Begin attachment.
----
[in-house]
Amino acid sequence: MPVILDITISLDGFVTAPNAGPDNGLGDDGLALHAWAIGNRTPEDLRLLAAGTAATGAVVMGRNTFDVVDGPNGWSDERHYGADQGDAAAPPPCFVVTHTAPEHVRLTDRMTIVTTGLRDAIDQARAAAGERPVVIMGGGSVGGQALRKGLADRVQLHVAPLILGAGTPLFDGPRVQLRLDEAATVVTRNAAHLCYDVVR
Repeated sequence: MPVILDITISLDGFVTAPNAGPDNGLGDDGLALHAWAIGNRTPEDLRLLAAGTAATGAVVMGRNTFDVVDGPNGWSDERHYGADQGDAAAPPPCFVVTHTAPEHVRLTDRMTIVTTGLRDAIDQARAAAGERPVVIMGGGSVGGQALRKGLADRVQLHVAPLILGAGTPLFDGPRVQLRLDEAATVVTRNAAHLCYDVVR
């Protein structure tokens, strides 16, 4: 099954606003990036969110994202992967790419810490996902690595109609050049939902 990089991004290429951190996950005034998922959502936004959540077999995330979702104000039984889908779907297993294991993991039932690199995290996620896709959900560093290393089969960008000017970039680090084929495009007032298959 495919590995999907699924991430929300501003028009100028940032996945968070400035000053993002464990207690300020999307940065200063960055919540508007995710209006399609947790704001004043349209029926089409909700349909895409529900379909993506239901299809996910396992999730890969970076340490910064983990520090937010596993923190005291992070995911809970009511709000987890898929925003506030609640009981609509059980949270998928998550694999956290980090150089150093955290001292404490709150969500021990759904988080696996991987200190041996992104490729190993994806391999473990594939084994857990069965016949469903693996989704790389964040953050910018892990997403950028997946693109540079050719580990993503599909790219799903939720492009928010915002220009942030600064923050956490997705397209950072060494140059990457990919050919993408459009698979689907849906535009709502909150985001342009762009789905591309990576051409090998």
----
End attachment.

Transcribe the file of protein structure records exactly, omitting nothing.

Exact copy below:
[in-house]
Amino acid sequence: MPVILDITISLDGFVTAPNAGPDNGLGDDGLALHAWAIGNRTPEDLRLLAAGTAATGAVVMGRNTFDVVDGPNGWSDERHYGADQGDAAAPPPCFVVTHTAPEHVRLTDRMTIVTTGLRDAIDQARAAAGERPVVIMGGGSVGGQALRKGLADRVQLHVAPLILGAGTPLFDGPRVQLRLDEAATVVTRNAAHLCYDVVR
Repeated sequence: MPVILDITISLDGFVTAPNAGPDNGLGDDGLALHAWAIGNRTPEDLRLLAAGTAATGAVVMGRNTFDVVDGPNGWSDERHYGADQGDAAAPPPCFVVTHTAPEHVRLTDRMTIVTTGLRDAIDQARAAAGERPVVIMGGGSVGGQALRKGLADRVQLHVAPLILGAGTPLFDGPRVQLRLDEAATVVTRNAAHLCYDVVR
């Protein structure tokens, strides 16, 4: 099954606003990036969110994202992967790419810490996902690595109609050049939902 990089991004290429951190996950005034998922959502936004959540077999995330979702104000039984889908779907297993294991993991039932690199995290996620896709959900560093290393089969960008000017970039680090084929495009007032298959 495919590995999907699924991430929300501003028009100028940032996945968070400035000053993002464990207690300020999307940065200063960055919540508007995710209006399609947790704001004043349209029926089409909700349909895409529900379909993506239901299809996910396992999730890969970076340490910064983990520090937010596993923190005291992070995911809970009511709000987890898929925003506030609640009981609509059980949270998928998550694999956290980090150089150093955290001292404490709150969500021990759904988080696996991987200190041996992104490729190993994806391999473990594939084994857990069965016949469903693996989704790389964040953050910018892990997403950028997946693109540079050719580990993503599909790219799903939720492009928010915002220009942030600064923050956490997705397209950072060494140059990457990919050919993408459009698979689907849906535009709502909150985001342009762009789905591309990576051409090998």